After a long day of sightseeing, we headed back to cozy Tavel and to our room at the Auberge du Tavel. We spent some time at the pool, and as we read the owners were busily preparing the tables for dinner. When we booked our room, we had heard of the hotel through trip advisor, but as we got closer to our stay, surprisingly it was written up in the NY Times! The writer had eaten lunch at our cute little hotel. Needless to say, I was looking forward to our dinner. We knew it would be delicious, but were not prepared for the level of culinary skill and beauty this meal would entail.
To start, we ordered a flight of rose. Each wine from the region was paired with a course of our meal and gave the opportunity to see the subtle differences in the terriors of Tavel. The dinner was a coursed tasting menu. To begin, the escargot served out of shell, sauteed, and over small glasses of different creme sauces, one with basil, one traditional, and one that seemed to be red pepper.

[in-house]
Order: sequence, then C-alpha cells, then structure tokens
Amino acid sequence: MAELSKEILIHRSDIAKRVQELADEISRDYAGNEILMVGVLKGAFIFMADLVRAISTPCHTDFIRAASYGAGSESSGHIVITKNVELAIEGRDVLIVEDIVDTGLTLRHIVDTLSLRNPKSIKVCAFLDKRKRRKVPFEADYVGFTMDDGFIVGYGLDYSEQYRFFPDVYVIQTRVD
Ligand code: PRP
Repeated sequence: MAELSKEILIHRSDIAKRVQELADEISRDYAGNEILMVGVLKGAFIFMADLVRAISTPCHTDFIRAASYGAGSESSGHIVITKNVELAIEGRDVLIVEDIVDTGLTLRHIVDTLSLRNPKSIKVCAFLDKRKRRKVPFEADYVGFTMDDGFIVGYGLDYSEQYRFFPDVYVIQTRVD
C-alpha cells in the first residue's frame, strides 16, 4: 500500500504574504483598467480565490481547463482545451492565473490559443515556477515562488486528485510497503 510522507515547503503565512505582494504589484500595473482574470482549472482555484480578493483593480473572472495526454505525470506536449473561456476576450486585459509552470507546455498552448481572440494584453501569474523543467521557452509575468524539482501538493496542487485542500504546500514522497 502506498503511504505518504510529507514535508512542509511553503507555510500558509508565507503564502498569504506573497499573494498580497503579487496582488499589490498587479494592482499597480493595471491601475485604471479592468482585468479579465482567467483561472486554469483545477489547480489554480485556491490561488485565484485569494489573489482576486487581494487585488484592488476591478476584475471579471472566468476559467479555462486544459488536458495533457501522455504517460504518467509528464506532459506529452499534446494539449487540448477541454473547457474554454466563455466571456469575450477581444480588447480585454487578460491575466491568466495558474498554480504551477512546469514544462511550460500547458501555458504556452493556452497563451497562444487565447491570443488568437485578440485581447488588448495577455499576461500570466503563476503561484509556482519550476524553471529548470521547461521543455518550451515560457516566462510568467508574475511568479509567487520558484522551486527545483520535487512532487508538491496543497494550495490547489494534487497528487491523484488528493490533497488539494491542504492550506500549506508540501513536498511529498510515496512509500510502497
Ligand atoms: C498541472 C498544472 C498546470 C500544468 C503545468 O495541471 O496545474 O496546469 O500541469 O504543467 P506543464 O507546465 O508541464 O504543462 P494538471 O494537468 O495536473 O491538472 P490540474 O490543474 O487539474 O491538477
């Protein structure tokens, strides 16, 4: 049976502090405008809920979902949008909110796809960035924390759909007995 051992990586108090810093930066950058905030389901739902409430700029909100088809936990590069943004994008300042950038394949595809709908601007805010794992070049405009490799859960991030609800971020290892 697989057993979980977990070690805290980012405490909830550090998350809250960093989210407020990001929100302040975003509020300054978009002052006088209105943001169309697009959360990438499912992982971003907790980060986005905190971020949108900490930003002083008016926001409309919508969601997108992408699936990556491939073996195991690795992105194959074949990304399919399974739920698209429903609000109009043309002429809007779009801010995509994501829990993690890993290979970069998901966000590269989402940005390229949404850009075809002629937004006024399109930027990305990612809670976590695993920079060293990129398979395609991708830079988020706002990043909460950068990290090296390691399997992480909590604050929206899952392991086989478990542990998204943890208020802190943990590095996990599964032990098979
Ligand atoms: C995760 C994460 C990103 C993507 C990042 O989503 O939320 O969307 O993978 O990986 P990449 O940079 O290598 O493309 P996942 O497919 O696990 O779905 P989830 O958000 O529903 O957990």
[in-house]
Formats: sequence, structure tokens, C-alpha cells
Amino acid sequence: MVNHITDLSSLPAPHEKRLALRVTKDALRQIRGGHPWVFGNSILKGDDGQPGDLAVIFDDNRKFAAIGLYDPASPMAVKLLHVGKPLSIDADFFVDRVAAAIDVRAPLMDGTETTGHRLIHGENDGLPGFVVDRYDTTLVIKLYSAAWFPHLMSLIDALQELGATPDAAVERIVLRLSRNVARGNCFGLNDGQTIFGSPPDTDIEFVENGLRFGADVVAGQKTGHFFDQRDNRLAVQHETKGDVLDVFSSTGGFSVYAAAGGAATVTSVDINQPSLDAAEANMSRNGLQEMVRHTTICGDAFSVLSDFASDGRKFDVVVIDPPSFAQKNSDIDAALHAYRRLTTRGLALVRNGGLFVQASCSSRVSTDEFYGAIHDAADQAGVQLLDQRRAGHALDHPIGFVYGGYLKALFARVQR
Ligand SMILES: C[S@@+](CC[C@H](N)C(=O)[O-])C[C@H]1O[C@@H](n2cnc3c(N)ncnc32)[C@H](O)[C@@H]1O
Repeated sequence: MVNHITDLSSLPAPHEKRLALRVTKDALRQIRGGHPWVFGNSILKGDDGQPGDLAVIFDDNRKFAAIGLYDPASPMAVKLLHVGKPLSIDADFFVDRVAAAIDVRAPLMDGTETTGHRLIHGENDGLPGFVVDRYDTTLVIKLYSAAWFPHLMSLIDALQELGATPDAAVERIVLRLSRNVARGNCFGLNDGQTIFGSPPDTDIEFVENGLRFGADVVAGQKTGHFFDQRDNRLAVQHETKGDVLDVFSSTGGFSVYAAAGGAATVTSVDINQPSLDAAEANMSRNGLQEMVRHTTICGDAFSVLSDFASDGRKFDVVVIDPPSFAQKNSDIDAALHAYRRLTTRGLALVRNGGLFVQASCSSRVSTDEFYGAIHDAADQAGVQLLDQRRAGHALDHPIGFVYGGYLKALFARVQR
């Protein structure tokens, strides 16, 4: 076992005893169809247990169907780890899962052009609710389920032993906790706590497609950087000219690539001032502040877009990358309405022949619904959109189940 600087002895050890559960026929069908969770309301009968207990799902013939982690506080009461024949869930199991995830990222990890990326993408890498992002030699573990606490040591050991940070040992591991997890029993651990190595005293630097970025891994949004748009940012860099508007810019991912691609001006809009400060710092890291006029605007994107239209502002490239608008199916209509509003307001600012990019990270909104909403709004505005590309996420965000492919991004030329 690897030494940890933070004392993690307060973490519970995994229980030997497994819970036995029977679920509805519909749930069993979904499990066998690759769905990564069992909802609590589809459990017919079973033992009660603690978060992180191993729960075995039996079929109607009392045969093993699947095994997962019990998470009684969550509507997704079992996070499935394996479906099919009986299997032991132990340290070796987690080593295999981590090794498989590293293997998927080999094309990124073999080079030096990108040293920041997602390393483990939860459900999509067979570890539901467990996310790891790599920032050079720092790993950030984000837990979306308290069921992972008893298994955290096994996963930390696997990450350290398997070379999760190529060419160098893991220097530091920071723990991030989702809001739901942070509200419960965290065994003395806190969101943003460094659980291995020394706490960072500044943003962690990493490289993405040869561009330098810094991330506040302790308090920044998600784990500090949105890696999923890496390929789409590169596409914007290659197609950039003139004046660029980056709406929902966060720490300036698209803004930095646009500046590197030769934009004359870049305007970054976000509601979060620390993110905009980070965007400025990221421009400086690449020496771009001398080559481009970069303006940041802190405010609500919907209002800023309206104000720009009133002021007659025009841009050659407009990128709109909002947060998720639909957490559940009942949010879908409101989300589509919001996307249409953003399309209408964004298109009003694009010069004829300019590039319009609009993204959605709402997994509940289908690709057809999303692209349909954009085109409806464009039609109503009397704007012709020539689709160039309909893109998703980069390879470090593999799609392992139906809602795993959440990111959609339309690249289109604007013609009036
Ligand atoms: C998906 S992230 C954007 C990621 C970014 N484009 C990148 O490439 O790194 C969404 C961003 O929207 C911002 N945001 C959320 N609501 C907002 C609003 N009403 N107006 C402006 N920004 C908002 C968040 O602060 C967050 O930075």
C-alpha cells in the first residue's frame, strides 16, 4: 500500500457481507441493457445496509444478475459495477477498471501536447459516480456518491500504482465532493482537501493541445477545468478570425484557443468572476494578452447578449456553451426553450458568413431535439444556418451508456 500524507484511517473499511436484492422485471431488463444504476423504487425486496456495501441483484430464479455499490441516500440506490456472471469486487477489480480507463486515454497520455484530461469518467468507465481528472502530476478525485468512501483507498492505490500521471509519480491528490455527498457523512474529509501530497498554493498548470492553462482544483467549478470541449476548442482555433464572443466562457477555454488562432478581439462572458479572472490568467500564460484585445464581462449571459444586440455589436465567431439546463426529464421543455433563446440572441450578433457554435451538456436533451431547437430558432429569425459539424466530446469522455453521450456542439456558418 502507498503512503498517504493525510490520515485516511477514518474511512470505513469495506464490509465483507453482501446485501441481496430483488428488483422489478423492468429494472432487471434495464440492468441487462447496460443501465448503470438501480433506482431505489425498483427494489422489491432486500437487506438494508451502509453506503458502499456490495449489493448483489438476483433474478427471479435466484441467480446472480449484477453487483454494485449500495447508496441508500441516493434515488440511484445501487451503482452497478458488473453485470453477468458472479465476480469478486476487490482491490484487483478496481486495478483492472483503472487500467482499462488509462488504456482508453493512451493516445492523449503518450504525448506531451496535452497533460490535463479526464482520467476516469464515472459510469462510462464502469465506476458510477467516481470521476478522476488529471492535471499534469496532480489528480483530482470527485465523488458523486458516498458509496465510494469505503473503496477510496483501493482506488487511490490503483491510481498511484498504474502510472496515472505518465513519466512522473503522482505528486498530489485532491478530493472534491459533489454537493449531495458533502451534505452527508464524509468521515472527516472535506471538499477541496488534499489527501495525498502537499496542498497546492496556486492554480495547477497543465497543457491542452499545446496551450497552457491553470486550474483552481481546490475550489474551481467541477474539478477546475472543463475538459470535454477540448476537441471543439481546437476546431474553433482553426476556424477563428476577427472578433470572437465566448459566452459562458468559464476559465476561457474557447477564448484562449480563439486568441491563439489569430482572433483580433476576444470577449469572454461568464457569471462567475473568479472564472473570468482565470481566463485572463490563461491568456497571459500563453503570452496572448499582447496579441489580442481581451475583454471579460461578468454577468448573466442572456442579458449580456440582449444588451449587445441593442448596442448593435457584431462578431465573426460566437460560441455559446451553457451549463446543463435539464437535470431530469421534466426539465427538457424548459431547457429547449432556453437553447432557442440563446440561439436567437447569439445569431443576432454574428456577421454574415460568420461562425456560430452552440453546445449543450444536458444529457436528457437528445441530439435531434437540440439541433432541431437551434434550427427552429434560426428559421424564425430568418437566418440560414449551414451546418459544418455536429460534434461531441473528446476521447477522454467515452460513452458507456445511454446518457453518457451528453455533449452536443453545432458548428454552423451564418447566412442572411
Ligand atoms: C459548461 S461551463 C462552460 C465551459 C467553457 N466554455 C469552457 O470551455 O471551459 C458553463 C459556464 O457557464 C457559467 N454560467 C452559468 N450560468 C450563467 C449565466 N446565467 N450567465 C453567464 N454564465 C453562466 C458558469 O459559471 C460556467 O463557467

Our other appetizer was a take on a pate served with amazing strawberry glaze and toasted bread. The flavors of the rich pate were accented by the tangy strawberries for a memorable taste.
Our main courses were roasted pork tenderloin served with a roasted eggplant, rather like an open face ratatouille and a roasted fish Provencal. To settle our stomachs, we were served a mini creme brulee served inside of an egg shell and this was followed by a delicious French take on what I would call a strawberry shortcake, featuring basil ice cream!
As we sat in the tiny courtyard, we dreamed of meals like this every night, relaxing with good company from gracious hosts, to a friendly Englishman at the adjacent table. The Auberge is well worth a stay for its large well appointed rooms and perfect location for wine tasting and visiting several of the larger cities in Provence, but I would go back again simply for its beautiful and deliciously unpretentious food.